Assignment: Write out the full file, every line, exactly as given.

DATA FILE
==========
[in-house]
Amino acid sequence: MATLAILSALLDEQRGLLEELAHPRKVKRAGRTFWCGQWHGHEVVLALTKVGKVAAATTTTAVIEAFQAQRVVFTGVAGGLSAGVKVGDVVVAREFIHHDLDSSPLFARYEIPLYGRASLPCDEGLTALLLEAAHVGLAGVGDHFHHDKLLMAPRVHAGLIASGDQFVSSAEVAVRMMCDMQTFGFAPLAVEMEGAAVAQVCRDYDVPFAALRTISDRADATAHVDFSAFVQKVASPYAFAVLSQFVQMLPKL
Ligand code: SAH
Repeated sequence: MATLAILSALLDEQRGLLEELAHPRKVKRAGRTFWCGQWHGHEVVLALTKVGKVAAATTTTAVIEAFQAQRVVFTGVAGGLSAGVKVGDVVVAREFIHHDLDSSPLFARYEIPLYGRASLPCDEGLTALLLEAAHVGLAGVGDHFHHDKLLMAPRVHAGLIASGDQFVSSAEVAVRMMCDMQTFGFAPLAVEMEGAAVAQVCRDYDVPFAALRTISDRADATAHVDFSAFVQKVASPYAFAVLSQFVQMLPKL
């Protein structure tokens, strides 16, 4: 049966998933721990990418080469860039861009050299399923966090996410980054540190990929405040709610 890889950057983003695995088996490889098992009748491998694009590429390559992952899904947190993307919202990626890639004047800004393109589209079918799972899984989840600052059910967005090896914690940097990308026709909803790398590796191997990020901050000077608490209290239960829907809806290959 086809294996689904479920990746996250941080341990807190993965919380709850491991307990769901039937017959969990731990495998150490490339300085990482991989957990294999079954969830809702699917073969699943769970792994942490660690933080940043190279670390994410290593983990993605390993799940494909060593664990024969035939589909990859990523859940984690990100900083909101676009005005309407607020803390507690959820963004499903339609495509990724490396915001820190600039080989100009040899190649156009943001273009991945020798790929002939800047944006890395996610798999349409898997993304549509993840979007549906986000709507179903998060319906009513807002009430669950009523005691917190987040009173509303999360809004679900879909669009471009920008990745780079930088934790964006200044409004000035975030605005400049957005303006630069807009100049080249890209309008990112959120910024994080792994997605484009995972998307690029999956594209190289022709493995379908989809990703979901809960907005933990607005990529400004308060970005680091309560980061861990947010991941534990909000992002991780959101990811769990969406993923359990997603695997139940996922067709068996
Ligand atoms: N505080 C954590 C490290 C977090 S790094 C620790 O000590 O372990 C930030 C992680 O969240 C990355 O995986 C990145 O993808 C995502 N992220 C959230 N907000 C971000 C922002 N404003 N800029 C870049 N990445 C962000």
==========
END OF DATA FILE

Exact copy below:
[in-house]
Amino acid sequence: MATLAILSALLDEQRGLLEELAHPRKVKRAGRTFWCGQWHGHEVVLALTKVGKVAAATTTTAVIEAFQAQRVVFTGVAGGLSAGVKVGDVVVAREFIHHDLDSSPLFARYEIPLYGRASLPCDEGLTALLLEAAHVGLAGVGDHFHHDKLLMAPRVHAGLIASGDQFVSSAEVAVRMMCDMQTFGFAPLAVEMEGAAVAQVCRDYDVPFAALRTISDRADATAHVDFSAFVQKVASPYAFAVLSQFVQMLPKL
Ligand code: SAH
Repeated sequence: MATLAILSALLDEQRGLLEELAHPRKVKRAGRTFWCGQWHGHEVVLALTKVGKVAAATTTTAVIEAFQAQRVVFTGVAGGLSAGVKVGDVVVAREFIHHDLDSSPLFARYEIPLYGRASLPCDEGLTALLLEAAHVGLAGVGDHFHHDKLLMAPRVHAGLIASGDQFVSSAEVAVRMMCDMQTFGFAPLAVEMEGAAVAQVCRDYDVPFAALRTISDRADATAHVDFSAFVQKVASPYAFAVLSQFVQMLPKL
């Protein structure tokens, strides 16, 4: 049966998933721990990418080469860039861009050299399923966090996410980054540190990929405040709610 890889950057983003695995088996490889098992009748491998694009590429390559992952899904947190993307919202990626890639004047800004393109589209079918799972899984989840600052059910967005090896914690940097990308026709909803790398590796191997990020901050000077608490209290239960829907809806290959 086809294996689904479920990746996250941080341990807190993965919380709850491991307990769901039937017959969990731990495998150490490339300085990482991989957990294999079954969830809702699917073969699943769970792994942490660690933080940043190279670390994410290593983990993605390993799940494909060593664990024969035939589909990859990523859940984690990100900083909101676009005005309407607020803390507690959820963004499903339609495509990724490396915001820190600039080989100009040899190649156009943001273009991945020798790929002939800047944006890395996610798999349409898997993304549509993840979007549906986000709507179903998060319906009513807002009430669950009523005691917190987040009173509303999360809004679900879909669009471009920008990745780079930088934790964006200044409004000035975030605005400049957005303006630069807009100049080249890209309008990112959120910024994080792994997605484009995972998307690029999956594209190289022709493995379908989809990703979901809960907005933990607005990529400004308060970005680091309560980061861990947010991941534990909000992002991780959101990811769990969406993923359990997603695997139940996922067709068996
Ligand atoms: N505080 C954590 C490290 C977090 S790094 C620790 O000590 O372990 C930030 C992680 O969240 C990355 O995986 C990145 O993808 C995502 N992220 C959230 N907000 C971000 C922002 N404003 N800029 C870049 N990445 C962000």